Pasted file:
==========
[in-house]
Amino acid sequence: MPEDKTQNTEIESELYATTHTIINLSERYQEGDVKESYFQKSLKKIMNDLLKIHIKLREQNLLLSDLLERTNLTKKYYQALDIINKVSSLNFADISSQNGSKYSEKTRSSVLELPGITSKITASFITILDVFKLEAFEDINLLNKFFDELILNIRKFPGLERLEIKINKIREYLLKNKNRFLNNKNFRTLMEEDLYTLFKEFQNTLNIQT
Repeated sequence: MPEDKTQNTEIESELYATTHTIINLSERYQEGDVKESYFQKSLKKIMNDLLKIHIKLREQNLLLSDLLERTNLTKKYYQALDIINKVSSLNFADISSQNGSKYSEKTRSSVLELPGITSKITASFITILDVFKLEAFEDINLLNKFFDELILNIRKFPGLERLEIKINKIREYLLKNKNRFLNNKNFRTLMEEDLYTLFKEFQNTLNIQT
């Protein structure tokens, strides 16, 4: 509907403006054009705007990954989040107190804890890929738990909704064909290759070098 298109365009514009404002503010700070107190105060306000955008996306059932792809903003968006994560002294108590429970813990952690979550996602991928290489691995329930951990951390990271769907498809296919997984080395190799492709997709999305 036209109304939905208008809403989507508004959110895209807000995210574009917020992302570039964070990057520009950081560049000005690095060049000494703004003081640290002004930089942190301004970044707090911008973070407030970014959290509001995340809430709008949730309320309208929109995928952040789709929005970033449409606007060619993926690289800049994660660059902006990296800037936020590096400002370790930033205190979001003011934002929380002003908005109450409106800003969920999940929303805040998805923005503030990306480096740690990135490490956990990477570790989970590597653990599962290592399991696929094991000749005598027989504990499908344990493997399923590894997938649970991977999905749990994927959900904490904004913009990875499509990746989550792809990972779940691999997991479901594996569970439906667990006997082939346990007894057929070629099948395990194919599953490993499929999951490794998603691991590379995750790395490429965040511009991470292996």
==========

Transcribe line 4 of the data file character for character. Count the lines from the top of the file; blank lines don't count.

């Protein structure tokens, strides 16, 4: 509907403006054009705007990954989040107190804890890929738990909704064909290759070098 298109365009514009404002503010700070107190105060306000955008996306059932792809903003968006994560002294108590429970813990952690979550996602991928290489691995329930951990951390990271769907498809296919997984080395190799492709997709999305 036209109304939905208008809403989507508004959110895209807000995210574009917020992302570039964070990057520009950081560049000005690095060049000494703004003081640290002004930089942190301004970044707090911008973070407030970014959290509001995340809430709008949730309320309208929109995928952040789709929005970033449409606007060619993926690289800049994660660059902006990296800037936020590096400002370790930033205190979001003011934002929380002003908005109450409106800003969920999940929303805040998805923005503030990306480096740690990135490490956990990477570790989970590597653990599962290592399991696929094991000749005598027989504990499908344990493997399923590894997938649970991977999905749990994927959900904490904004913009990875499509990746989550792809990972779940691999997991479901594996569970439906667990006997082939346990007894057929070629099948395990194919599953490993499929999951490794998603691991590379995750790395490429965040511009991470292996």